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Moratorium On GM Risks R&D Investment

14 February 2002

Federated Farmers of New Zealand (Inc) has told the Select Committee considering the HSNO Amendment Bill that the proposed two year moratorium on applications for the commercial release of genetically modified organisms (GMOs) from containment is unnecessary and will stifle R&D investment.

"The Royal Commission on GM considered the question of constraint on open or commercial release in considerable detail and recommended the introduction of a new "conditional" release category, as recommended by Federated Farmers," said Mr Polson.. "It is extremely disappointing that this Bill does not address conditional release."

"It is not necessary to further constrain the Environmental Risk Management Authority by removing the discretion to apply controls on field trials.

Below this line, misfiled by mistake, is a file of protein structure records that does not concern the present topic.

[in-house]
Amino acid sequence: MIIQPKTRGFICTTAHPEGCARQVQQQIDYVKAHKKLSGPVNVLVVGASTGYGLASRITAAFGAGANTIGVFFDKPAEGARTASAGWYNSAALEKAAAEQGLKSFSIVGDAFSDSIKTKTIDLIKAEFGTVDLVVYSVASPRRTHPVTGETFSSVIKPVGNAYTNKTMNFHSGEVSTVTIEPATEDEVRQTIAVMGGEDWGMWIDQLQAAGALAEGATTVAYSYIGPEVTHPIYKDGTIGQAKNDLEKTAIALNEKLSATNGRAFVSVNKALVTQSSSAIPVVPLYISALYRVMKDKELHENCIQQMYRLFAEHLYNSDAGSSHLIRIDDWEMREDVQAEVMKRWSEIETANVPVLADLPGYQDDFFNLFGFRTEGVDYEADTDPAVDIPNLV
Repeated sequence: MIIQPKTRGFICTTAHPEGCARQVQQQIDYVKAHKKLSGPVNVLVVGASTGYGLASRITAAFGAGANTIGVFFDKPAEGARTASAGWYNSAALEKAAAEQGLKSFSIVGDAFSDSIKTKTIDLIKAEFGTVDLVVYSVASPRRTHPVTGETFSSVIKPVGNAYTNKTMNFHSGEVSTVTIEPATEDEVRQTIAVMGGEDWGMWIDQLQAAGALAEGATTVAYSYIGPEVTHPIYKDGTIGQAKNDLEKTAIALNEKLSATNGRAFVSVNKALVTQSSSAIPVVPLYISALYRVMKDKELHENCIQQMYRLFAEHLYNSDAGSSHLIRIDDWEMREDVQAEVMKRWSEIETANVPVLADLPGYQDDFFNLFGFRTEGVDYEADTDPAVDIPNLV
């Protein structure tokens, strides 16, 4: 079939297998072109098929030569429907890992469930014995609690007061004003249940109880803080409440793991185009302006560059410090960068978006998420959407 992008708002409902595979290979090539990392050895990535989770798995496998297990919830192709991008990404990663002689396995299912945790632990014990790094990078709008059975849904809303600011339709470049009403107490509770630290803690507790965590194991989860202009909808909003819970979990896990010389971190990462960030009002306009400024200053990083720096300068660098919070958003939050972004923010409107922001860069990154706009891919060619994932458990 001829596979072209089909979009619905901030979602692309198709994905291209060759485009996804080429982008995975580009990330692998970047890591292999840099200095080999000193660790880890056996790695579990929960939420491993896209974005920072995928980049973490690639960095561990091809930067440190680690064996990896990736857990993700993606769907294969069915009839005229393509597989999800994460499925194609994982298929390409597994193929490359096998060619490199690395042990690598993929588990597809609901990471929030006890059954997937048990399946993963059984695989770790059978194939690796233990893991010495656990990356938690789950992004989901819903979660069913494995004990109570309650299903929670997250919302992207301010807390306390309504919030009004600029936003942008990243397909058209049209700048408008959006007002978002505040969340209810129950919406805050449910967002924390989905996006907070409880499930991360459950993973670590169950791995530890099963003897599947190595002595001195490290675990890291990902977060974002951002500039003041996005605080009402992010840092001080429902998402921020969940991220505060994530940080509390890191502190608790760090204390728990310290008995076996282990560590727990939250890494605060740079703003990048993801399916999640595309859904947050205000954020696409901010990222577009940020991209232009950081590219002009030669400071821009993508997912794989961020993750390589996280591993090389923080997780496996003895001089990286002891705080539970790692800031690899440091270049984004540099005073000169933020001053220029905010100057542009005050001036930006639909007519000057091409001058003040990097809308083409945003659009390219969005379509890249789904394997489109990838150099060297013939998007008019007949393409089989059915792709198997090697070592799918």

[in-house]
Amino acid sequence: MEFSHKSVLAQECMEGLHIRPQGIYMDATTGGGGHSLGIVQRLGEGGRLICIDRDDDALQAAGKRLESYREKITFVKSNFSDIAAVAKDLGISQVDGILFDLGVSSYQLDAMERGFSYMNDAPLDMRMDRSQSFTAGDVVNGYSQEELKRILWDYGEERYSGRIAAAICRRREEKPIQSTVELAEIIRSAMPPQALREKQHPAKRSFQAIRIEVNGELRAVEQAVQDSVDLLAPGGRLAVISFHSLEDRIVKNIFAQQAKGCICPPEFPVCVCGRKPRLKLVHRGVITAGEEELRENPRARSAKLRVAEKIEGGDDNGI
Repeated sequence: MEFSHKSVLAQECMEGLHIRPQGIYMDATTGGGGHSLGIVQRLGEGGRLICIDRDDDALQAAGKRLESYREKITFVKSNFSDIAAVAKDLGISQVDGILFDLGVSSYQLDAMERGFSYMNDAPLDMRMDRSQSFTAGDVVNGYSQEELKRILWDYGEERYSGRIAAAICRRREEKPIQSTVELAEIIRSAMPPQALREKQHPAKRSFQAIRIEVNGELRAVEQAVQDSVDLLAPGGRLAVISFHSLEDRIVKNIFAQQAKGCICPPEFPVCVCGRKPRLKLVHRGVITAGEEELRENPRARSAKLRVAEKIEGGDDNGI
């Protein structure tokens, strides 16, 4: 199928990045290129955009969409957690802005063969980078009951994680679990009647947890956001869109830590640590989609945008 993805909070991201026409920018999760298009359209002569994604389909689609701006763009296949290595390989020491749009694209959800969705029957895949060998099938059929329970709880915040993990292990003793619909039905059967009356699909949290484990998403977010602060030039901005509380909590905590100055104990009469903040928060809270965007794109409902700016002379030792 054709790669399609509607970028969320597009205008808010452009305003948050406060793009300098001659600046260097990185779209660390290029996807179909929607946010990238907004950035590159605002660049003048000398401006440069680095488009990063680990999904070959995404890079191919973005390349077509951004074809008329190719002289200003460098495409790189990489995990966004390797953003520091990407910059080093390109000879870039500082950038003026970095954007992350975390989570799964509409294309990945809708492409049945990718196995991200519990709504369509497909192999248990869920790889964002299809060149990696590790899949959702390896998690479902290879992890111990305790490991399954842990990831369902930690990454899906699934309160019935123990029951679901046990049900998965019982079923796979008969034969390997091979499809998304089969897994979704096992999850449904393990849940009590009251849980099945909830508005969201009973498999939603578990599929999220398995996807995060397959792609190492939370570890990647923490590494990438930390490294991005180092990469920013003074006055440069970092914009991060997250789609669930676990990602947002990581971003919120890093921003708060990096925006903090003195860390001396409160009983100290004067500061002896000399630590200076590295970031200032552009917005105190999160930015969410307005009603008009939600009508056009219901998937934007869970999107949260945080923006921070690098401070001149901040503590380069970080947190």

"The Federation is concerned that the two-year restriction will severely impact on investment in research and development, to the detriment of research and ultimately the competitiveness of primary industry.

"New Zealand farmers must produce in a competitive environment without government support and have to respond to market signals to survive. The cost of obtaining regulatory approval and then commercialising a GM product is likely to limit applications to those where there is an identified market.

"Imposing non-scientific restrictions on the commercialisation of products derived from gene technology will ensure capital flows into the New Zealand biotechnology sector are at best slow and at worst, negative. If this legislation proceeds the Prime Minister's vision that biotechnology will elevate New Zealand to a higher growth plane will never become a reality."


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